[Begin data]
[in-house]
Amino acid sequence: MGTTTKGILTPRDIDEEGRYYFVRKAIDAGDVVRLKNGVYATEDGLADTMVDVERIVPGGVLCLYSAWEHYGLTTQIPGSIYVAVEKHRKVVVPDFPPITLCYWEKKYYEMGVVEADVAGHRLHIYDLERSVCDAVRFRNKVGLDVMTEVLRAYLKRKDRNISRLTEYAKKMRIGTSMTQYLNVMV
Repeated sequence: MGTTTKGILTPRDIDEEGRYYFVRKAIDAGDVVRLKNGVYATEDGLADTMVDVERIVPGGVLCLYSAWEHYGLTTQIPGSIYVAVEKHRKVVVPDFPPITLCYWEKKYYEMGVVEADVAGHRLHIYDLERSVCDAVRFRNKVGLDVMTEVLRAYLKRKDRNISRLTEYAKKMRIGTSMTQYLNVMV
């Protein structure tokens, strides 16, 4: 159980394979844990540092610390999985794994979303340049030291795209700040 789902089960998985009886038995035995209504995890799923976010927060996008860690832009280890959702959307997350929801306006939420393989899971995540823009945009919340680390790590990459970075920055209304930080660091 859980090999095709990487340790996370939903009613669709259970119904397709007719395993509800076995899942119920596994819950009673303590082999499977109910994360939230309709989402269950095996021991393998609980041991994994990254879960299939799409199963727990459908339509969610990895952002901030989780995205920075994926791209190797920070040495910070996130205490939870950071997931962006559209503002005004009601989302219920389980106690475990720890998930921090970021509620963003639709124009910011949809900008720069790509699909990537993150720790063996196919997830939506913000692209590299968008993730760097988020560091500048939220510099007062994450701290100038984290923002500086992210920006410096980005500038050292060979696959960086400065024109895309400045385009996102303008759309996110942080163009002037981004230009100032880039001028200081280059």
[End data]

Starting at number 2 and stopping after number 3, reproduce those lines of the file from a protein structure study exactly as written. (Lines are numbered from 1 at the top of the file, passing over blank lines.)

Amino acid sequence: MGTTTKGILTPRDIDEEGRYYFVRKAIDAGDVVRLKNGVYATEDGLADTMVDVERIVPGGVLCLYSAWEHYGLTTQIPGSIYVAVEKHRKVVVPDFPPITLCYWEKKYYEMGVVEADVAGHRLHIYDLERSVCDAVRFRNKVGLDVMTEVLRAYLKRKDRNISRLTEYAKKMRIGTSMTQYLNVMV
Repeated sequence: MGTTTKGILTPRDIDEEGRYYFVRKAIDAGDVVRLKNGVYATEDGLADTMVDVERIVPGGVLCLYSAWEHYGLTTQIPGSIYVAVEKHRKVVVPDFPPITLCYWEKKYYEMGVVEADVAGHRLHIYDLERSVCDAVRFRNKVGLDVMTEVLRAYLKRKDRNISRLTEYAKKMRIGTSMTQYLNVMV